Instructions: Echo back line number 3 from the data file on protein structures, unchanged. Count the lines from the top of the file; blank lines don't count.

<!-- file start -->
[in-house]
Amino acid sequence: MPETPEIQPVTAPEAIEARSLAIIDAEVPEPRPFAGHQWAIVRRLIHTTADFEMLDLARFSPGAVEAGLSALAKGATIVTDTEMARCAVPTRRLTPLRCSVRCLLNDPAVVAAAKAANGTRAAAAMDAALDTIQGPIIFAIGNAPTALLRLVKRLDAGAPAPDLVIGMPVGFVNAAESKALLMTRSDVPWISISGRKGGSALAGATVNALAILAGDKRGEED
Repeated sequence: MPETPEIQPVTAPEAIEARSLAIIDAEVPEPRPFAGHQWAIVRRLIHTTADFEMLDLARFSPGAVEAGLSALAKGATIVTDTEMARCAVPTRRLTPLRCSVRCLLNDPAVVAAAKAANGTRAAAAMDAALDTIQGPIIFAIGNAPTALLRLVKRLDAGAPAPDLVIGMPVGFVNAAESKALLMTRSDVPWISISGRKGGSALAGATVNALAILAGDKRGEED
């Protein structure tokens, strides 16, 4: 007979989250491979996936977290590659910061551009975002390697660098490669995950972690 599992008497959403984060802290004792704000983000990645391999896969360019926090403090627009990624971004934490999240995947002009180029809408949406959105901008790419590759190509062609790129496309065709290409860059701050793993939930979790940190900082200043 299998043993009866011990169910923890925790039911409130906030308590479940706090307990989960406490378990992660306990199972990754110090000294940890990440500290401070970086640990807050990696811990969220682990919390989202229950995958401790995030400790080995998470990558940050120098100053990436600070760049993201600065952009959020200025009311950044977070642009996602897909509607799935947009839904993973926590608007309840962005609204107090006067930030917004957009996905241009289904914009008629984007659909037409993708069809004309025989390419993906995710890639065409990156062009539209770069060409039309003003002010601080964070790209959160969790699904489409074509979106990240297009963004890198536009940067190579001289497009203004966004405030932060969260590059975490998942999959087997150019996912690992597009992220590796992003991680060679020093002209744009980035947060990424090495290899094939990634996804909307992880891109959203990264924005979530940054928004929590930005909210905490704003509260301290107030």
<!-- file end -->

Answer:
Repeated sequence: MPETPEIQPVTAPEAIEARSLAIIDAEVPEPRPFAGHQWAIVRRLIHTTADFEMLDLARFSPGAVEAGLSALAKGATIVTDTEMARCAVPTRRLTPLRCSVRCLLNDPAVVAAAKAANGTRAAAAMDAALDTIQGPIIFAIGNAPTALLRLVKRLDAGAPAPDLVIGMPVGFVNAAESKALLMTRSDVPWISISGRKGGSALAGATVNALAILAGDKRGEED